Despite foes, Lorenzo applies to start Friendship Airlines

March 30, 1993|By Suzanne Wooton | Suzanne Wooton,Staff Writer

Despite intense political opposition, one-time airline magnate Frank Lorenzo moved ahead yesterday with plans to operate a new discount carrier, now officially dubbed Friendship Airlines, possibly out of Baltimore-Washington International Airport by June.

The decision to name the airline Friendship -- BWI's name until it was sold to the state in 1972 -- was "purely coincidental," according to company officials who said they were also considering Dulles International Airport in Northern Virginia.

"It's a very happy coincidence if it turns out to be BWI," said Gregory Aretakis, who will direct Friendship's marketing efforts.

But yesterday's application with the U.S. Department of Transportation was seen as anything but welcome by political leaders and labor unions, who recently forced Maryland transportation officials to abandon their efforts to lure the new airline with financial incentives.

The 44,000-member Air Line Pilots Association quickly responded to yesterday's application by vowing to "vehemently oppose" the application, saying Mr. Lorenzo "is unfit to be involved in any way in the airline business."

The company would be headed by Stephen J. Kolski, former president of Continental Express Airlines. Mr. Lorenzo, chairman Savoy Capital Inc., a Houston-based investment company and former chairman of Continental Airlines, is a major investor in Friendship Airlines and would serve on its board of directors.

The move by Mr. Lorenzo to re-enter the industry has sparked bitter opposition from organized labor, which threatened to boycott BWI. It also precipitated the introduction of a strongly worded legislative resolution in Annapolis, calling Mr. Lorenzo "the bad boy of the airline industry."

During the 1980s, Mr. Lorenzo emerged as a leading player in the airline consolidation battles spawned by deregulation, leveraged buy-outs and cost-cutting strategies. As head of Texas Air Corp., he was renowned for strong-arm tactics with the unions at Eastern and Continental airlines.

In trying to make a comeback, he has become a lightning rod to many who insist he symbolizes the greed and mismanagement that weakened airlines in the 1980s.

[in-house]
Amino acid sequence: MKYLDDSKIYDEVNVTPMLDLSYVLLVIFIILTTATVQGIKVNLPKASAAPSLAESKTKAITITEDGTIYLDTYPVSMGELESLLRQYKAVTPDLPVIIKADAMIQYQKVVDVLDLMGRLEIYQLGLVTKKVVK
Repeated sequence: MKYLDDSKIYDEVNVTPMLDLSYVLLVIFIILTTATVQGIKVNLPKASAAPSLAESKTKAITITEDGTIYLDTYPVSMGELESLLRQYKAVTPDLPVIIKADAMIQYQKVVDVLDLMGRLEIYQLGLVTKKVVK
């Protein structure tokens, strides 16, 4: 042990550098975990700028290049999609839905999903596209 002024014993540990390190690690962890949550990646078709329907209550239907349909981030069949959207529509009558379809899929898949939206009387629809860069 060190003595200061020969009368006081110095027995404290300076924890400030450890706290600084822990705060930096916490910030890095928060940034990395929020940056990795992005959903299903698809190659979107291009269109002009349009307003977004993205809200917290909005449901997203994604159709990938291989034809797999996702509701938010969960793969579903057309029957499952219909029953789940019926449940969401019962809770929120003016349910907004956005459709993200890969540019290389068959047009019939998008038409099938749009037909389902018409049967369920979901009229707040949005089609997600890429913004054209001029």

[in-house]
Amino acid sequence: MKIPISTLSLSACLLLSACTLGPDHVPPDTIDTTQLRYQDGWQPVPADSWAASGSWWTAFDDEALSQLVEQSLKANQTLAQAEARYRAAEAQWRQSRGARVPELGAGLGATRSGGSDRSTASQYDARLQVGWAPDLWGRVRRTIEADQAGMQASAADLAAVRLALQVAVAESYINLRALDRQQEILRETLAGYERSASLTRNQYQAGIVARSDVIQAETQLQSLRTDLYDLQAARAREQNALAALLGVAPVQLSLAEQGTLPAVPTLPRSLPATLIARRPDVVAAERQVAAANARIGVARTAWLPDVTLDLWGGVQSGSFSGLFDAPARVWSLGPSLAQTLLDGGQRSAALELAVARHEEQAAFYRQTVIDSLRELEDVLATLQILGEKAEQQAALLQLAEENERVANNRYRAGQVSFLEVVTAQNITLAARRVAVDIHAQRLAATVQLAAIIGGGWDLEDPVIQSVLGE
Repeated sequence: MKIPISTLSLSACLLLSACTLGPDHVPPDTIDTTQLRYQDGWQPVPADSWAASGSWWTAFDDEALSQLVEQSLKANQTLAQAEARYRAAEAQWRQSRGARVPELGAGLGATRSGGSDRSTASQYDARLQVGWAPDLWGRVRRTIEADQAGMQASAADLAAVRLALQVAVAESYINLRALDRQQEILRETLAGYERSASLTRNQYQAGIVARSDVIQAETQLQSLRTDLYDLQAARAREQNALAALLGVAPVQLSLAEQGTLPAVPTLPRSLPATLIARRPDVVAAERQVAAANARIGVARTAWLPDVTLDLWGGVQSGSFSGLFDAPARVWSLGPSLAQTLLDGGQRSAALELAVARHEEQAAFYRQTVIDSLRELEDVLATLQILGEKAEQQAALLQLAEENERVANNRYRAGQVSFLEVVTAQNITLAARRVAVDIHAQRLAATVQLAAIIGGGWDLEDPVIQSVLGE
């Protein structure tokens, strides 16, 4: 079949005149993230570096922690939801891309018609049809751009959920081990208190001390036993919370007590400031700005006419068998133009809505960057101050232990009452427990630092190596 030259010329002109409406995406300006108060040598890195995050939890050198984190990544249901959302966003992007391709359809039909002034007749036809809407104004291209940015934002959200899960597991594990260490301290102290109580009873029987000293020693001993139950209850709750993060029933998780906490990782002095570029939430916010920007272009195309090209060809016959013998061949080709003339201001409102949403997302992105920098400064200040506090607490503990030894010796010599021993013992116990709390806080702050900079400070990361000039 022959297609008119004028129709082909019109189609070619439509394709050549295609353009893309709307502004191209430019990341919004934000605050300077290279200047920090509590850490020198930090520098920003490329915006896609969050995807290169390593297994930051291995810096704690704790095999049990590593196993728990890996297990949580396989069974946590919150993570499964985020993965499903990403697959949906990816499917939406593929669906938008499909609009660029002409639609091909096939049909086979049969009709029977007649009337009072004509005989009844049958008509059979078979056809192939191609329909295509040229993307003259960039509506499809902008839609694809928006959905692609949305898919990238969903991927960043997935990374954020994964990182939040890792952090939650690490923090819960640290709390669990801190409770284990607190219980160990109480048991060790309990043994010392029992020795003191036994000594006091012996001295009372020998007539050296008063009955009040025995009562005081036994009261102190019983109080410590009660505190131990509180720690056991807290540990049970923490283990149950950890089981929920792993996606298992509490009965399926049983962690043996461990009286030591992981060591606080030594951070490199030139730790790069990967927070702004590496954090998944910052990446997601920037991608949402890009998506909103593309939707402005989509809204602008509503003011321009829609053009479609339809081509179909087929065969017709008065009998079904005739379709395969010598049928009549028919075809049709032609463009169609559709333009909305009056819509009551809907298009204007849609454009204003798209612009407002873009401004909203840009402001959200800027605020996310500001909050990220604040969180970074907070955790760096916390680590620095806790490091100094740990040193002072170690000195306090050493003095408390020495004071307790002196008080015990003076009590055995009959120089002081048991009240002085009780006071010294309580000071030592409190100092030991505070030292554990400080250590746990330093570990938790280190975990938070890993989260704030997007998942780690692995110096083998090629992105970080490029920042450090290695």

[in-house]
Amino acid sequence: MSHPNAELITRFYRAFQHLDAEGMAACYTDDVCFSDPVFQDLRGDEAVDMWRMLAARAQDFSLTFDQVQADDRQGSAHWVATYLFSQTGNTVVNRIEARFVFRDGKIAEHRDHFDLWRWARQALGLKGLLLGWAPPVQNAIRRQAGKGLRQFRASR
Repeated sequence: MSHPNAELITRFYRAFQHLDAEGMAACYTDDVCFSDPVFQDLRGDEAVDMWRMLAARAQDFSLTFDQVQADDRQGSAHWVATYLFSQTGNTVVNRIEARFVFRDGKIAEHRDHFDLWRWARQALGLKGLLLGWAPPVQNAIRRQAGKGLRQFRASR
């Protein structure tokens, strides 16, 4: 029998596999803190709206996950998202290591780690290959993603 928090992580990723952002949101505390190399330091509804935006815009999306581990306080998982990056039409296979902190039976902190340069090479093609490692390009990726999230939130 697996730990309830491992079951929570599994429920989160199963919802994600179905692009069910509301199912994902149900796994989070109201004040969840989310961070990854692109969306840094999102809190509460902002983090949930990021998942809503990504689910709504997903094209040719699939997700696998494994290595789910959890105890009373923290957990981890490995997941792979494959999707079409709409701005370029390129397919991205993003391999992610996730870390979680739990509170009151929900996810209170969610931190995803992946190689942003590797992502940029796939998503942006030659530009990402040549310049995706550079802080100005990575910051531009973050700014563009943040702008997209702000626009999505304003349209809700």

But yesterday Mr. Kolski described Mr. Lorenzo was "a significant investor who brings knowledge and experience" to the new venture. "We don't think he's a negative," he said.

Mr. Kolski said yesterday that the airline, unlike past no-frills carriers, would offer full service, including meals and other in-flight services, along with advance reservations.

"The company does not plan to be a 'discount' or 'no-frills' carrier, but instead will offer both business and pleasure travelers safe, comfortable and reliable air transportation that is easy to buy and easy to use," he said.

He said the anticipated ease for passengers resulted in the use of the name Friendship. The new carrier would lease two DC9-30s or 737-200 aircraft to offer two flights a day from a Washington metropolitan area airport to Boston and Orlando and back.

Mr. Kolski said its fares would run 20 percent to 25 percent below average fares offered by other carriers.

While the airline would not have a hub, typical of major carriers, it would likely locate its corporate headquarters in the same location as the airport. Company officials said the start-up operation would likely have a work force of about 200 employees.

Federal transportation authorities must decide whether the airline is financially sound, has adequate management expertise and whether its officials were likely to comply with government ,, regulations.

The state, which operates BWI, cannot legally deny any federally approved carrier the right to land there.

Federal regulators are not expected to act for at least a month.

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